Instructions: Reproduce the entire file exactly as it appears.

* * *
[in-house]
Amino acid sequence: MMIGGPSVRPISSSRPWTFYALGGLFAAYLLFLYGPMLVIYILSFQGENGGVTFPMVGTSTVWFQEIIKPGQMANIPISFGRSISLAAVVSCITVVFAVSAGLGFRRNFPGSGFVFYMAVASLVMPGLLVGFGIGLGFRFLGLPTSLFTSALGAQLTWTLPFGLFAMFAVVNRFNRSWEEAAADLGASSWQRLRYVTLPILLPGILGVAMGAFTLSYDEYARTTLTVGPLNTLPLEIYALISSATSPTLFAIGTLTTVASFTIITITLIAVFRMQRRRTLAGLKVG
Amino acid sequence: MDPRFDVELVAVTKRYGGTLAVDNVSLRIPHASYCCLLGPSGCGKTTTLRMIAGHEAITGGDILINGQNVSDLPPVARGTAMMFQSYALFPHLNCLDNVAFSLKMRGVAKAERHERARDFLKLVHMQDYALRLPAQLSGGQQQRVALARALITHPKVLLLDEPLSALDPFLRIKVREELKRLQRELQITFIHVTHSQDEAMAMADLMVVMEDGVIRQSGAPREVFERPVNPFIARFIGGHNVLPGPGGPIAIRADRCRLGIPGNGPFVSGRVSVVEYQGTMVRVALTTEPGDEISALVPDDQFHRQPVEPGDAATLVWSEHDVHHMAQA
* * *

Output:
[in-house]
Amino acid sequence: MMIGGPSVRPISSSRPWTFYALGGLFAAYLLFLYGPMLVIYILSFQGENGGVTFPMVGTSTVWFQEIIKPGQMANIPISFGRSISLAAVVSCITVVFAVSAGLGFRRNFPGSGFVFYMAVASLVMPGLLVGFGIGLGFRFLGLPTSLFTSALGAQLTWTLPFGLFAMFAVVNRFNRSWEEAAADLGASSWQRLRYVTLPILLPGILGVAMGAFTLSYDEYARTTLTVGPLNTLPLEIYALISSATSPTLFAIGTLTTVASFTIITITLIAVFRMQRRRTLAGLKVG
Amino acid sequence: MDPRFDVELVAVTKRYGGTLAVDNVSLRIPHASYCCLLGPSGCGKTTTLRMIAGHEAITGGDILINGQNVSDLPPVARGTAMMFQSYALFPHLNCLDNVAFSLKMRGVAKAERHERARDFLKLVHMQDYALRLPAQLSGGQQQRVALARALITHPKVLLLDEPLSALDPFLRIKVREELKRLQRELQITFIHVTHSQDEAMAMADLMVVMEDGVIRQSGAPREVFERPVNPFIARFIGGHNVLPGPGGPIAIRADRCRLGIPGNGPFVSGRVSVVEYQGTMVRVALTTEPGDEISALVPDDQFHRQPVEPGDAATLVWSEHDVHHMAQA